Do I need a power steering flush?
You took your car to the shop to have your brake pads replaced and your mechanic recommends a power steering flush. You know there’s a lot of systems in your car to make it work, and you’ve heard of power steering before, but you’re at a loss as to whether its urgent, how much it costs, and you don’t know enough to form a good judgement about it. Woof, that sounds like a lot of information you’re going to need to catch up on right? Hopefully this will provide a quick overview of what power steering is, its flushing process, and give you some ideas of possible costs.
What is power steering?
Power steering is an aid to help you steer your car. Most steering is controlled through a rack and pinion system. This makes the wheels turn at the correct angles so that your car will move smoothly in any direction you turn (fun fact for the non-physicists in the room, car wheels don’t turn at the same angle when you steer your car, they actually turn around a center point that is along the radius of your back wheels). The rack and pinion system is composed of your steering wheel attached to a steering shaft. The shaft connects to a pinion, which is connected perpendicularly to a rack that connects through several more pieces to each front tire. While early cars required you to really put your back into steering to get the wheels to turn, power steering was invented as a way to take out that extra effort. Originally operating through hydraulics, this power steering system was found to be very energy inefficient and put a drag on the engine. The other type of power steering system is hybrid, which is an electric powered hydraulic system. The newest renovation on power steering is to have a completely electric system. While there are positives and negatives to each system, if you have a hybrid or completely hydraulic system, you will likely need a fluid flush at some point.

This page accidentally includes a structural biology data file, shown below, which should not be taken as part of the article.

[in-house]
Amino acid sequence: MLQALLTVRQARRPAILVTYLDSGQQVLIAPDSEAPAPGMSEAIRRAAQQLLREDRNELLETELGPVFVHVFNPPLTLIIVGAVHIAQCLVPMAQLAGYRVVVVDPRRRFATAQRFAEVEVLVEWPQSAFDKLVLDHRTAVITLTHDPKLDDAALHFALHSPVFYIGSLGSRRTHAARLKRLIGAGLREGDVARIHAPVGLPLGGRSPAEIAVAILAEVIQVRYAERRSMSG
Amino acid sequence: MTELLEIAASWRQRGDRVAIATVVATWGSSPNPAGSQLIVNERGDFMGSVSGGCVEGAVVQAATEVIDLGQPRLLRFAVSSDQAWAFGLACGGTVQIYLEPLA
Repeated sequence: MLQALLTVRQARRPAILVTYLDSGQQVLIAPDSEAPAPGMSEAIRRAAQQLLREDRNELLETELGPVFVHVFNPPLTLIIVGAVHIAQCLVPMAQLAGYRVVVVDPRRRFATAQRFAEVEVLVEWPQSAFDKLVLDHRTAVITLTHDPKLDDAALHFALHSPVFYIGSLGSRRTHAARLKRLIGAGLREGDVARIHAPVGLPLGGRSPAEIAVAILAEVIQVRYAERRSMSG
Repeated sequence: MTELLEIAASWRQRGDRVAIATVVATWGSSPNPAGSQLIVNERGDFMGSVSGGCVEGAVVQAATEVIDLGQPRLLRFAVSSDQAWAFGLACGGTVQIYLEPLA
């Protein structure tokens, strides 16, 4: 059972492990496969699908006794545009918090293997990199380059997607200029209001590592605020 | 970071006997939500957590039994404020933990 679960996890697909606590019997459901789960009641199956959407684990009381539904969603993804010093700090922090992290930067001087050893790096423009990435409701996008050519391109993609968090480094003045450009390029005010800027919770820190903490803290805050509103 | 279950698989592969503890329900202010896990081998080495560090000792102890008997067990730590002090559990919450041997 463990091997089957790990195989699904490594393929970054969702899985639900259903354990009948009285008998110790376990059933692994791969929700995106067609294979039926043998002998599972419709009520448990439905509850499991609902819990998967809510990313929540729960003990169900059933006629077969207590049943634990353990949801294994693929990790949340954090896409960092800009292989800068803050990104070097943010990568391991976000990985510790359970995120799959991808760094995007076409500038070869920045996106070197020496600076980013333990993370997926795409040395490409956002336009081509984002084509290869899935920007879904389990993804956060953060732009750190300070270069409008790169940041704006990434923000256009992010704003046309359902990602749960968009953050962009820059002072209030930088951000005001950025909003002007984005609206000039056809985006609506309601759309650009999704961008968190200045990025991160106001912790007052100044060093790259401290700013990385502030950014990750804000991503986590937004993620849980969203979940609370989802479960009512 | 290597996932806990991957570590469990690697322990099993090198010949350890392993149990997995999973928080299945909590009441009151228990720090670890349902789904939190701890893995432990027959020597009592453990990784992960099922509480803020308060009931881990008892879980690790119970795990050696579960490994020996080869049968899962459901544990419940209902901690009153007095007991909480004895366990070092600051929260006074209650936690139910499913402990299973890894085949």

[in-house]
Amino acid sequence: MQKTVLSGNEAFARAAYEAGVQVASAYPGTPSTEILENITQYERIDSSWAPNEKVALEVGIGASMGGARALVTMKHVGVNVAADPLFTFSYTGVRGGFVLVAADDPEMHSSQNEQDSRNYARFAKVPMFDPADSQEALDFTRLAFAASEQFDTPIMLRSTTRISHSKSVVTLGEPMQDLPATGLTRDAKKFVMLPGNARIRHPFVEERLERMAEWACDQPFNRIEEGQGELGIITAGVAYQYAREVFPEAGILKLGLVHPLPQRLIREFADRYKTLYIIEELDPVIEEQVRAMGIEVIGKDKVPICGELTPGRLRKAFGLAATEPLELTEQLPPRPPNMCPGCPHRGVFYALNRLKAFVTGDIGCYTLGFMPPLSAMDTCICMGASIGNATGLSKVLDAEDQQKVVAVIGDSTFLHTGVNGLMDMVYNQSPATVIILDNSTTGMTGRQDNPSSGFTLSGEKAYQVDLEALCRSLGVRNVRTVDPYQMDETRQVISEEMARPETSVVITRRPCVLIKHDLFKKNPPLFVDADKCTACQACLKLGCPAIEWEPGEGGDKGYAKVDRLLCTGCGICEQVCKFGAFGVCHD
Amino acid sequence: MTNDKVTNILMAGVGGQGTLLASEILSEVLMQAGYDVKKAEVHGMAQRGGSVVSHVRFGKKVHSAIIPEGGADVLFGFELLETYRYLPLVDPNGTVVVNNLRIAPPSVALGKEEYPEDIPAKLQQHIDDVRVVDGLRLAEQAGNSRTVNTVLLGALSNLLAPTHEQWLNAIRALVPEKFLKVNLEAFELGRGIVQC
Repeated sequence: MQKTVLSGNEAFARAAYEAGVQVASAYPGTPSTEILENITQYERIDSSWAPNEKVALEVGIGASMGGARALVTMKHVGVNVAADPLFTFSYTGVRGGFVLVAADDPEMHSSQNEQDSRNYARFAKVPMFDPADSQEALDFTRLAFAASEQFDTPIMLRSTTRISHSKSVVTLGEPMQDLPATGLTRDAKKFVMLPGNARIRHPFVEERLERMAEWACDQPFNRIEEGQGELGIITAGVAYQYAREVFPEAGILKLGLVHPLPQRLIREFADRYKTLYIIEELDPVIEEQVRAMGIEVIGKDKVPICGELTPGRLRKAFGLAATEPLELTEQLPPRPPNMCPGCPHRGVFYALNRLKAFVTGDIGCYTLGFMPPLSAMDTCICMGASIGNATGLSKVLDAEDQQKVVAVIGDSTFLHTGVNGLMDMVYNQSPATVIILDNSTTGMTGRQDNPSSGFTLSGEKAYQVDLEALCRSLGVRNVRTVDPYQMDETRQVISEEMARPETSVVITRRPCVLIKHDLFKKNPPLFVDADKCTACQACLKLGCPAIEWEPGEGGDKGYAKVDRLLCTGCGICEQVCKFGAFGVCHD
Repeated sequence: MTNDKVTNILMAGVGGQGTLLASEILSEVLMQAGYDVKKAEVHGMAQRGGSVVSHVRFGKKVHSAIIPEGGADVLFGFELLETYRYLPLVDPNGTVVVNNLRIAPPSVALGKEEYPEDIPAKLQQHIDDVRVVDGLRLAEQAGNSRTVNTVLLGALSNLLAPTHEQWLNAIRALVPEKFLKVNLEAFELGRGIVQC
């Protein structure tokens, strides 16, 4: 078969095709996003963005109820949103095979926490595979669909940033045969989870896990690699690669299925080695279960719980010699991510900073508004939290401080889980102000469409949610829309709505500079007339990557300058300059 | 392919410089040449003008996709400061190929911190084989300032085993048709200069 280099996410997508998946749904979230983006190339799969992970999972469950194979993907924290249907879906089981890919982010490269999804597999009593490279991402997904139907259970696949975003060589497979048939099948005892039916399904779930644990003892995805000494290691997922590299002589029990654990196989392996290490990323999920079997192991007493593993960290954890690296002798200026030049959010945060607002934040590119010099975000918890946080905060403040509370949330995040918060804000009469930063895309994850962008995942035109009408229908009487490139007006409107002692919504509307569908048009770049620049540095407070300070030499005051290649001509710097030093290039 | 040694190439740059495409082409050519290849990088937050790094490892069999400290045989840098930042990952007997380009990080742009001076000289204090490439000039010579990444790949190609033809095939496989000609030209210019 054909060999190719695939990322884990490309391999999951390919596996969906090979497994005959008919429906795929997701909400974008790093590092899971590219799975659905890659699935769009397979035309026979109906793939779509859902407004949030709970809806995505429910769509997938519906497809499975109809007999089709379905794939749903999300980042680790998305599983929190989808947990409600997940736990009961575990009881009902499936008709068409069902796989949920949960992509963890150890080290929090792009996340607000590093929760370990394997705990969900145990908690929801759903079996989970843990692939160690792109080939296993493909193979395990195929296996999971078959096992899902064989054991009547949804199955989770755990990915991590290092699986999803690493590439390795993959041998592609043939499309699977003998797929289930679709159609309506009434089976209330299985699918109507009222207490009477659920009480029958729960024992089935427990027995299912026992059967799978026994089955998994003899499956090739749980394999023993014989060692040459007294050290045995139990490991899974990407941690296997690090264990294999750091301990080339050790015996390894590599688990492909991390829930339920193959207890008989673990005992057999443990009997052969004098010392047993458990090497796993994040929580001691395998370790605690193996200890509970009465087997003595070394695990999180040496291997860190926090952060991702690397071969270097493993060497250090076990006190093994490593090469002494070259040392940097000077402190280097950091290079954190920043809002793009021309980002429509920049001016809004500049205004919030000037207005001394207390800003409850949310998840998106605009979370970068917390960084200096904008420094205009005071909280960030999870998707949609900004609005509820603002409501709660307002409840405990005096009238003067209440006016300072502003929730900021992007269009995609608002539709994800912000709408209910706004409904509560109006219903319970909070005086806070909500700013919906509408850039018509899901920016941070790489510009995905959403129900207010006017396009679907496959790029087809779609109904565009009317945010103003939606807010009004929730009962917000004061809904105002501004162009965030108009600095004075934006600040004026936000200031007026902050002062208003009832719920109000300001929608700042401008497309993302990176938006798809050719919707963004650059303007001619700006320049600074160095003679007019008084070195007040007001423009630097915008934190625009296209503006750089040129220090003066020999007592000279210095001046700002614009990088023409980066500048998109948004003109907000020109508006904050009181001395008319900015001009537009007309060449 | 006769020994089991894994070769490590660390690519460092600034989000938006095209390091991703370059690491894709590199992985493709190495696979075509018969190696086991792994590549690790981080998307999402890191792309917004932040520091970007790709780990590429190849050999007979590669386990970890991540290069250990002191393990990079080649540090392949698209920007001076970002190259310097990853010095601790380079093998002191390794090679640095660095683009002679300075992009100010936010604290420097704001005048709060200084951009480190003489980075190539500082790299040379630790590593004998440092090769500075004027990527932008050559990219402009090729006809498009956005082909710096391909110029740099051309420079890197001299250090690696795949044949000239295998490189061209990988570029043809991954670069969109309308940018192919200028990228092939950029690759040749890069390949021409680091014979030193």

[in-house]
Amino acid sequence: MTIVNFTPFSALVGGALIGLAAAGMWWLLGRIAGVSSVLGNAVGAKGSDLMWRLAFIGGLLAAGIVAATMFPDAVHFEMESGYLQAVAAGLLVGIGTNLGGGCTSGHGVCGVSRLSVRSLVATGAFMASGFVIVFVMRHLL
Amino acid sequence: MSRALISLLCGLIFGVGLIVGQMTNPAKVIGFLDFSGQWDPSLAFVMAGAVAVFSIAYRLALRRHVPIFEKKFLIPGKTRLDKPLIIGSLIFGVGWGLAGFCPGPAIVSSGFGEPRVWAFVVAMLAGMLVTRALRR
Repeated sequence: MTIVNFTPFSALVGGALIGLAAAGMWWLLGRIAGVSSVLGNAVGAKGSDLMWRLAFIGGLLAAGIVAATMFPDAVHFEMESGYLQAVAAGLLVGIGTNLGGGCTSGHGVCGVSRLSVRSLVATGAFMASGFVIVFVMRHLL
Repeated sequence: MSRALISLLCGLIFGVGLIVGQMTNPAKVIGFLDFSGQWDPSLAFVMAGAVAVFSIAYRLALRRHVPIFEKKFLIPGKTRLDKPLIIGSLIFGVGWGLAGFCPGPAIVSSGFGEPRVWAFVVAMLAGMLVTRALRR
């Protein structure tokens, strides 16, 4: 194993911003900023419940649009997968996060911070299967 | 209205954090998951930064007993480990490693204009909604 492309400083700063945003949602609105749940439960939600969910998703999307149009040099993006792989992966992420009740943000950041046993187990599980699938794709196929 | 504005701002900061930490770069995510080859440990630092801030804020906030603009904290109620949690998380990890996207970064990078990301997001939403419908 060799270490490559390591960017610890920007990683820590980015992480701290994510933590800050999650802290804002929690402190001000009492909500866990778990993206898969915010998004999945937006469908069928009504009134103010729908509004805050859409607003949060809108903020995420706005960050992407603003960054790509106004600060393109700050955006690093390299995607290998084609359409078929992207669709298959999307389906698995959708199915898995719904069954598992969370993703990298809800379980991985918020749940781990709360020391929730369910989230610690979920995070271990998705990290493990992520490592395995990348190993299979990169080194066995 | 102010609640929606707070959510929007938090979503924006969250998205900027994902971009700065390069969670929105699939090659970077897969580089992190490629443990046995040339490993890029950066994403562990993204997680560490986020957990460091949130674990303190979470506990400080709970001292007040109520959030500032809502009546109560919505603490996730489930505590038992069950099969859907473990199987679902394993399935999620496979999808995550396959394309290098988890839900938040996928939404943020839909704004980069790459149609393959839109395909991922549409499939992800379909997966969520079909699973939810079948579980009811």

What is a power steering flush?
Hydraulic or hybrid power steering systems operate through a hydraulic pump. This pump “pulls” the fluid into the housing to send it to the steering gearbox. The gearbox employs the pressure of the fluid to help turn the wheels. The fluid then exits back to the fluid reservoir. This is actually a fairly clean process for the fluid and so there is no filter in it. Eventually, your car will wear and tear and pieces of plastic or dirt may make its way into the power steering fluid. If you don’t get a flush, the dirt and grime can damage your rack and pinion system. A flush can be done 2 ways. The first way is to drain the previous fluid and add new. This can be done by simply disconnecting a line and letting the fluid run out. This can be an option but it is very messy and oftentimes won’t collect all of the contaminants suspended in the fluid. The second way is more complicated, and is probably one you shouldn’t try at home if you don’t know what you’re doing. It involves running the car and using a power steering flush machine to collect dirty contaminants while adding new fluid to the system.
What does it normally cost?
Power steering flushes usually cost somewhere in the $100-$300 range depending on the car. If you’re not sure, you can either read your owner’s manual for your car, or give us a call and one of our technicians will be happy to answer any questions! You can also schedule an appointment at Skyline Automotive here: https://www.skylineautomotive.net/appointments/